Well I’m back from my holiday and I have to say I’ve gone into slow motion. I didn’t even go to the Clinic yesterday. And how lovely to have today off as well! As much as I love my work it’s nice to stretch out the holiday a little further. I did do quite a lot of writing yesterday though. My “Après Holiday” Resolution is to create some webinars so I spent time yesterday preparing. I’ll let you know when I’ve got something online to show you.
Our time Bali was just lovely. With Harry and I both so busy with our businesses it was great to stop and smell the frangipanni. We had the second week there with our 2 grandchildren, our two daughters and their husbands. Marlie is 18 months old and Mason will be 4 this month.
We’ve been taking the kids swimming every week since they were about 6 months old and Mason is such a water baby. He spent most of his time in the pool duck-diving for rocks. I was very excited to get him into the ocean and let him see the fish and coral. He took one look under the water and quickly put his head up and with wide eyes said, “Nan, you’ve got to see this!!” It was another world.
I remember the first time I went snorkelling in the tropics. It was in Sri Lanka during our backpacking days. I’d never seen anything so beautiful. It was like being inside an aquarium. The water was crystal clear, the coral was spectacularly colourful and the fish were abundant. We were so impressed we returned to the same beach about 5 years later and we couldn’t believe the devastation. There was not a fish in sight, the water was murky and the beach was non-existent. The Sri Lankans had mined the coral reef for limestone to make concrete. 🙁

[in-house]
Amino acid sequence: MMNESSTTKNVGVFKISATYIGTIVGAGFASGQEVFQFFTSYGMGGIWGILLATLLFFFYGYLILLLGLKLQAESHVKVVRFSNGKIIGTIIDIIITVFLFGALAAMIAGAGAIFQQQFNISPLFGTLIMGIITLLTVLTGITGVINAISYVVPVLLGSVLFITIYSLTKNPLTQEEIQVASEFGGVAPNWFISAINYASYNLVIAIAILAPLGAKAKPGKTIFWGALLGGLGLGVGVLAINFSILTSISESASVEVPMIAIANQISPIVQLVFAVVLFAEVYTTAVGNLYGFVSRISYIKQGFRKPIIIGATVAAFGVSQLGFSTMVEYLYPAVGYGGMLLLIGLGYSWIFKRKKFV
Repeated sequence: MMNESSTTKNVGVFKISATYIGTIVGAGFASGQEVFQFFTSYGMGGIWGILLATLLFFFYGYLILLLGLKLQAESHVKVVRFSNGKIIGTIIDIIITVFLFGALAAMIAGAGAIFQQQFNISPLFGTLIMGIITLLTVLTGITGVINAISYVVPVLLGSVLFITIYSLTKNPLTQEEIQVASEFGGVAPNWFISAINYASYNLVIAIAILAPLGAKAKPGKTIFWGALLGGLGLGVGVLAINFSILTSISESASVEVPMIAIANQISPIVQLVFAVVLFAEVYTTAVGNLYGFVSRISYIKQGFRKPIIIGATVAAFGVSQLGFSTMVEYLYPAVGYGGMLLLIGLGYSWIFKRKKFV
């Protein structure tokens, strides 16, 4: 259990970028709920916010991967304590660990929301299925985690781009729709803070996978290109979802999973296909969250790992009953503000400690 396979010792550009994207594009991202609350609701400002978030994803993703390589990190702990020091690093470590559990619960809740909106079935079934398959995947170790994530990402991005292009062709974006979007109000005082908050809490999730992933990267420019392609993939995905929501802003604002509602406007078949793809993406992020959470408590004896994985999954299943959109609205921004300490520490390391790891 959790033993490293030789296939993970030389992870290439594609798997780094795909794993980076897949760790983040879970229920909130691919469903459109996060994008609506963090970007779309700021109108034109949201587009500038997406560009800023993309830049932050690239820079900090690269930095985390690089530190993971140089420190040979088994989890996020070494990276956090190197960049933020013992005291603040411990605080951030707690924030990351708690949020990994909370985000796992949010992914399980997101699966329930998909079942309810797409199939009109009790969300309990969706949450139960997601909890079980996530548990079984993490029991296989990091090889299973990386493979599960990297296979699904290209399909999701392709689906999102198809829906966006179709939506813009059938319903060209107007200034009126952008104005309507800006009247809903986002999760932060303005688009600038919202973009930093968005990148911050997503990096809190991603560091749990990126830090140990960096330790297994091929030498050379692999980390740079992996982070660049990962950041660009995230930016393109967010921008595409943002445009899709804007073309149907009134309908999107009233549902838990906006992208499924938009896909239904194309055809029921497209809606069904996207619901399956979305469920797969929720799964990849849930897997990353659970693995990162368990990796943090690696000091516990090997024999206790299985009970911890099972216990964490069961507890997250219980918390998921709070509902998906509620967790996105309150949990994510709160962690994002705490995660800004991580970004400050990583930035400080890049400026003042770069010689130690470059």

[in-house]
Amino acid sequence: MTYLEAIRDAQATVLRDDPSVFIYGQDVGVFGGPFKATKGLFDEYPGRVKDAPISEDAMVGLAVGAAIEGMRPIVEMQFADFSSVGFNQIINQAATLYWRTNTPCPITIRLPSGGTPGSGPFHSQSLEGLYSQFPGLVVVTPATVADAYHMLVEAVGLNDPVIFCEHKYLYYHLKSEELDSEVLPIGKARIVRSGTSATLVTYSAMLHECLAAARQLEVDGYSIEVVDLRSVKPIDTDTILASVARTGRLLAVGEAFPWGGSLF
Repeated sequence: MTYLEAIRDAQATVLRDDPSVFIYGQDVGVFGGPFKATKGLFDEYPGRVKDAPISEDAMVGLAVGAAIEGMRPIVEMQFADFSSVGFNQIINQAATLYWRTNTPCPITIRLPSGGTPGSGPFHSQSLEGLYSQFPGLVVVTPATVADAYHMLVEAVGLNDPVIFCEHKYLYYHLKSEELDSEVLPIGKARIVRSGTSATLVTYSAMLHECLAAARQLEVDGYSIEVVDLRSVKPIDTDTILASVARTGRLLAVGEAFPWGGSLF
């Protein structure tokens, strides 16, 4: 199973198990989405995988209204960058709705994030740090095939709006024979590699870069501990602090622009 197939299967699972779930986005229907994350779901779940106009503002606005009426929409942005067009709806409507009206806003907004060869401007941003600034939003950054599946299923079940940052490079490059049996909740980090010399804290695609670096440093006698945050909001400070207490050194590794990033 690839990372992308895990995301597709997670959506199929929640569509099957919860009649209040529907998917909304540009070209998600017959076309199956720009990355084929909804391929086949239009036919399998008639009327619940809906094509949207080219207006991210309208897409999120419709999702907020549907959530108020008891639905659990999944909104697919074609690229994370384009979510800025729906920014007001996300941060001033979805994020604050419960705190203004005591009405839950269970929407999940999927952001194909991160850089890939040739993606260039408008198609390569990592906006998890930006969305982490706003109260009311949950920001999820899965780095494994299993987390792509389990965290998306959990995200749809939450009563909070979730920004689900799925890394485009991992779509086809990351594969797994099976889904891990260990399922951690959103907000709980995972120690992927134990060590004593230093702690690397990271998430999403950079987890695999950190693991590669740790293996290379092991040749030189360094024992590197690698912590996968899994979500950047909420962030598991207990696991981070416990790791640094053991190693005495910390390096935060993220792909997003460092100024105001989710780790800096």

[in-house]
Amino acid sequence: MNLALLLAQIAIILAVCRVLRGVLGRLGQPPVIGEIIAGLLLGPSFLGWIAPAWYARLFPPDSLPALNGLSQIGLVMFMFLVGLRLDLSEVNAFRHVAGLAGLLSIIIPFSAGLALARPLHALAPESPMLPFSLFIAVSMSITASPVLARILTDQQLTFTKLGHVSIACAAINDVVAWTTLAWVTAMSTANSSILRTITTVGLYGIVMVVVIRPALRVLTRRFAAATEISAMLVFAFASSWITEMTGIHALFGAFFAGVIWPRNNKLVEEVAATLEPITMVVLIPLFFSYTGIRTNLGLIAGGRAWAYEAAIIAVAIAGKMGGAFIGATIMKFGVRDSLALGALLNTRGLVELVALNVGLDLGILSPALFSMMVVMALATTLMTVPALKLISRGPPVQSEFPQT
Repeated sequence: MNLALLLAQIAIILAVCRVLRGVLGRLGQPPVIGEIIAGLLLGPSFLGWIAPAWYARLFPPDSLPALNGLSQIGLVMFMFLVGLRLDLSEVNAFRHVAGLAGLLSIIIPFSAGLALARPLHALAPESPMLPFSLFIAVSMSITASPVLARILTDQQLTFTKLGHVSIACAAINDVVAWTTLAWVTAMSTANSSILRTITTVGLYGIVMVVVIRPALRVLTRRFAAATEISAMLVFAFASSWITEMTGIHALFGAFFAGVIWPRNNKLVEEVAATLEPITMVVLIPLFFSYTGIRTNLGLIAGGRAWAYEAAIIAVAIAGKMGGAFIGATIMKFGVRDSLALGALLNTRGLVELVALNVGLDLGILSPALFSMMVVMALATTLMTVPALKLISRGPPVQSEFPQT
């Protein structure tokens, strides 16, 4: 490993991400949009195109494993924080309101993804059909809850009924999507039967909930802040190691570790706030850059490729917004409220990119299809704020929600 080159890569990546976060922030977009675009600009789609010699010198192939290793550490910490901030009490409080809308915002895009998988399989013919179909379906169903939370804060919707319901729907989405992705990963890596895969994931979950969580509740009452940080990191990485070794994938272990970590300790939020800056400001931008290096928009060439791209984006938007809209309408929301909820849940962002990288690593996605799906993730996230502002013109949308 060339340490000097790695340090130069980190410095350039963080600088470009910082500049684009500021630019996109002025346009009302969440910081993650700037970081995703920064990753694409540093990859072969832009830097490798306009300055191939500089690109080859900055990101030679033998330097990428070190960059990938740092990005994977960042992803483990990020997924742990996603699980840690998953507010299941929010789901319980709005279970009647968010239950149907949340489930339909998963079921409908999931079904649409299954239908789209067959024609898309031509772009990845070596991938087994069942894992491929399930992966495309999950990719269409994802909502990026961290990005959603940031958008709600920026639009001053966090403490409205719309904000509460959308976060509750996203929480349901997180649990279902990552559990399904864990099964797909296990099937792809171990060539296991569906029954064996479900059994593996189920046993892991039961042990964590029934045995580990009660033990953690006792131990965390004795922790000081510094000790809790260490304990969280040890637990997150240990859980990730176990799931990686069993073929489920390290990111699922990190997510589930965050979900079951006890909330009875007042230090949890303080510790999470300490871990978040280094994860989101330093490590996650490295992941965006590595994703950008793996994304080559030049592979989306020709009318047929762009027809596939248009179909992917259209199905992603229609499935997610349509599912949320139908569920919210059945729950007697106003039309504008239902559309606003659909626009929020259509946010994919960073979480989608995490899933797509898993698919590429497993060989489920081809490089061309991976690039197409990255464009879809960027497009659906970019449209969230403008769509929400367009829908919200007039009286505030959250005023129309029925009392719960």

To their surprise and dismay the beautiful white sandy beach which had been protected by the reef quickly washed away. The town relied heavily on tourism and of course without a beach or coral or fish the tourists stopped coming. The economy was struggling. So what did they do? They built an artificial reef out of concrete! Hmmm… Not quite the same.
So why am I telling you this? Well I don’t have to tell you that that beach in Sri Lanka isn’t the only ecosystem that’s been destroyed for profit and ended up costing us dearly. It’s been happening all over the planet for the past 200 years or so. In fact in the past 40 years we’ve wiped out 50% of the animal species on Earth . That’s pretty scary.
We human beings don’t have a very good track record when it comes to looking after nature and the environment and it seems like we don’t have much longer to be complacent. It clear that the world is at a turning point.
You may be aware of the current conflict in America about the North Dakota Access Pipeline. It a 1825 Km pipeline to carry oil from North Dakota to the Gulf Coast refineries. It’s being built at a cost of $3.7 billion. The Standing Rock Sioux Tribe has opposed this pipeline since 2014 and now that construction has reached their tribal land the situation is escalating. Representative of all the Native American Tribes have gathered in their thousands to support the Standing Rock Sioux along with many other peaceful protestors.